Canon

Ministry

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"Ministries seem to proliferate. Certainly faster than San'Shyuum. Soon there will be more Ministries than there are members of our species."
— The Prophet of Inner Conviction on the rapid rise of ministries in the early days of the Covenant.[1]

Ministries were a political and military subdivision of the Covenant empire.

Function[edit]

In Covenant governance, the High Council tasked lesser councils with bureaucratic oversight and day-to-day governance of the empire, with lesser councils thus issuing edicts to the various subordinate ministries to enact their decrees and laws. In practice however, each ministry was effectively an independent body and acted with impunity. Multiple ministries were sometimes formed into work groups called assemblies, used to tackle specific problems identified by the High Council.[2]

Each ministry acted as a governing body of the Covenant, directing vital religious and secular activites within the empire. The power and prestige of their groups waxed and waned as they waged bloody internal wars for bureaucratic dominance and promotion of their particular brand of orthodoxy. Ministries controlled a large number of independent martial organisations, with the empire as a whole not having one strict standing military. During the Human-Covenant War, three ministries served as the primary military force encountered by humans.[3]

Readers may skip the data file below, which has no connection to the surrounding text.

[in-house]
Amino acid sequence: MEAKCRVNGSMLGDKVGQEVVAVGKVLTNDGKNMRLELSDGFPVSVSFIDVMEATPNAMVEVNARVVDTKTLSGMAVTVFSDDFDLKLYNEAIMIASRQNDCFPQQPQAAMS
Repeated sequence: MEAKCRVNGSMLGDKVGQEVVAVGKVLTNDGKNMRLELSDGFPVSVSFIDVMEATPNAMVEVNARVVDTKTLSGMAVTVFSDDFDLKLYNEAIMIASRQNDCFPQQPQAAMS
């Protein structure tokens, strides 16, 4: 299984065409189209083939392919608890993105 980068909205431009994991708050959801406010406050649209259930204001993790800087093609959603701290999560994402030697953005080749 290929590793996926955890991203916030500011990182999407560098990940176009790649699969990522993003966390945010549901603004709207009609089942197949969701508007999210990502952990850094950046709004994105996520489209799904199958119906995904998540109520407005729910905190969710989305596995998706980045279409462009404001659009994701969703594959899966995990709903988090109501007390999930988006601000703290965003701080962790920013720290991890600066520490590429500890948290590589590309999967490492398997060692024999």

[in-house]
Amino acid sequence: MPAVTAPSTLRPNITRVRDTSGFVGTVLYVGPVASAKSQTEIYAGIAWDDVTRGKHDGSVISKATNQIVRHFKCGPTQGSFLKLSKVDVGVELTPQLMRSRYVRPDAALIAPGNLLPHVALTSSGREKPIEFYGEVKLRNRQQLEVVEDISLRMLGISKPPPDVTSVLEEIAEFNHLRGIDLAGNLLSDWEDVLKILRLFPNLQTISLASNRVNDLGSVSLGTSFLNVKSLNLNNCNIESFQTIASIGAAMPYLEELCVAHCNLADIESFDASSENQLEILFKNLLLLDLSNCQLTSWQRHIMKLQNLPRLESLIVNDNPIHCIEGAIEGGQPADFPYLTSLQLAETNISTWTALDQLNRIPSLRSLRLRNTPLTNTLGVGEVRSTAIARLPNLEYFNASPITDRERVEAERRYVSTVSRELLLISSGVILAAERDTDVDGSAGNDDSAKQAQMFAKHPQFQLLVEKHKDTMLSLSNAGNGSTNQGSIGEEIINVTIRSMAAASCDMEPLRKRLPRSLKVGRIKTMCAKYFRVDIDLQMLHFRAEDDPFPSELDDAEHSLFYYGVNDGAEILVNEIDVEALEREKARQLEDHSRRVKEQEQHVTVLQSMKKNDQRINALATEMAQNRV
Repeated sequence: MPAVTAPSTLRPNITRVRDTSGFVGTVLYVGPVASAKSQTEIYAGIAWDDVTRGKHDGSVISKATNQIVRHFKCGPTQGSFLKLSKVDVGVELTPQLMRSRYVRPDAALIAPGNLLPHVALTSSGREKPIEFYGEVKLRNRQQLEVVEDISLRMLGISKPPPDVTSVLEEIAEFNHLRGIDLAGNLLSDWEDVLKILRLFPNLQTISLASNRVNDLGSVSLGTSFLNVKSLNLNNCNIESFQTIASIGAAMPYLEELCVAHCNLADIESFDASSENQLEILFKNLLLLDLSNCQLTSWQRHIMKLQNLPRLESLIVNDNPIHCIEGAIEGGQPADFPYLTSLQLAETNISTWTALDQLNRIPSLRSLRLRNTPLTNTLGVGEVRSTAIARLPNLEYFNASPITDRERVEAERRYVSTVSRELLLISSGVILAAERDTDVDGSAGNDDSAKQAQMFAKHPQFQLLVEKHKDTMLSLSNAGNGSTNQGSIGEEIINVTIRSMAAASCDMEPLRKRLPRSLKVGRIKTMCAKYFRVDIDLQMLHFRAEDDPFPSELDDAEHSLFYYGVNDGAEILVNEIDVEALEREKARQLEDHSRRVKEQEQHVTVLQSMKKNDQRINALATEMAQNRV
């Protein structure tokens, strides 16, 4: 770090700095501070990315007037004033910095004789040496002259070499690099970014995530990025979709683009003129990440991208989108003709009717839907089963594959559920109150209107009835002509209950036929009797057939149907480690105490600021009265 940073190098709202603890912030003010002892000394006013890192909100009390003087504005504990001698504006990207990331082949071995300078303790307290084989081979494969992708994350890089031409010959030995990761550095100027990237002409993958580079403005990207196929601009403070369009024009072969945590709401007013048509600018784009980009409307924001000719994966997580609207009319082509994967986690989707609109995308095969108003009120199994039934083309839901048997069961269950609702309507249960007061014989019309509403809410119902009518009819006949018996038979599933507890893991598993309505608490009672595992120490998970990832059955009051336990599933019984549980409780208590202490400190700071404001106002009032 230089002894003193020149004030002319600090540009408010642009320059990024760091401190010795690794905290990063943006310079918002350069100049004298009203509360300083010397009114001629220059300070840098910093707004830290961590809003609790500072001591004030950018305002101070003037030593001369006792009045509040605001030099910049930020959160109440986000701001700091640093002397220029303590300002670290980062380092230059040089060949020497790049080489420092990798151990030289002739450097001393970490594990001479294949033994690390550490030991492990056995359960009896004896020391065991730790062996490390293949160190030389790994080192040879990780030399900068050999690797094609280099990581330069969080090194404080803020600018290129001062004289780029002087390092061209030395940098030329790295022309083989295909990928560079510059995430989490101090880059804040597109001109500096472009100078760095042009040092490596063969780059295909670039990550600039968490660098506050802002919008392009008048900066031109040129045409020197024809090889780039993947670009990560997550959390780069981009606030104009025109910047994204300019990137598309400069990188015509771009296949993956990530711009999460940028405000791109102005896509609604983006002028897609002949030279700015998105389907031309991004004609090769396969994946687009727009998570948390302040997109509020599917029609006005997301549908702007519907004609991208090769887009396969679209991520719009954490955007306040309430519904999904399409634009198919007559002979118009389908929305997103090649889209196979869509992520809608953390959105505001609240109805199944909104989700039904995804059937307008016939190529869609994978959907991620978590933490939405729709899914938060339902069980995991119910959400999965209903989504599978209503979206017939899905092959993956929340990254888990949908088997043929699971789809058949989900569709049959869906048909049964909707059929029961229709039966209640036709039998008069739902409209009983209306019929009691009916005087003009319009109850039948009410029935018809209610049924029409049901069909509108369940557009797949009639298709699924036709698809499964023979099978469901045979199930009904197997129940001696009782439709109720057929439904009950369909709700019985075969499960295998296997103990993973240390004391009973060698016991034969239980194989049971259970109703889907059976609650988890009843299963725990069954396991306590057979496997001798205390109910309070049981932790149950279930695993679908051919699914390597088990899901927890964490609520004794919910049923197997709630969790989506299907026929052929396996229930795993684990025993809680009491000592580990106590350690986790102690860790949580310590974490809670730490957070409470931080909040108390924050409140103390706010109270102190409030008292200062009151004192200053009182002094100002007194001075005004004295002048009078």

A given ministry is led by a San'Shyuum minister, with a vice minister under him. Some ministries may also employ a Minor Minister. The ministries employed senior and junior staffers below these leadership positions.[4]

Known ministries of the Covenant[edit]

At the time of the empire's dissolution, there were hundreds of ministries within the Covenant. These ministries generally had broadly overlapping spheres of influence and duty, which promoted internal competition and infighting - and allowed the Hierarchy and High Council absolute authority over the Covenant's imperial holdings for millennia. Ministries could be created and dissolved with relative ease, and by the Covenant's end some existed purely to create busywork for particularly ambitious members of the High Council.[2]

Sources[edit]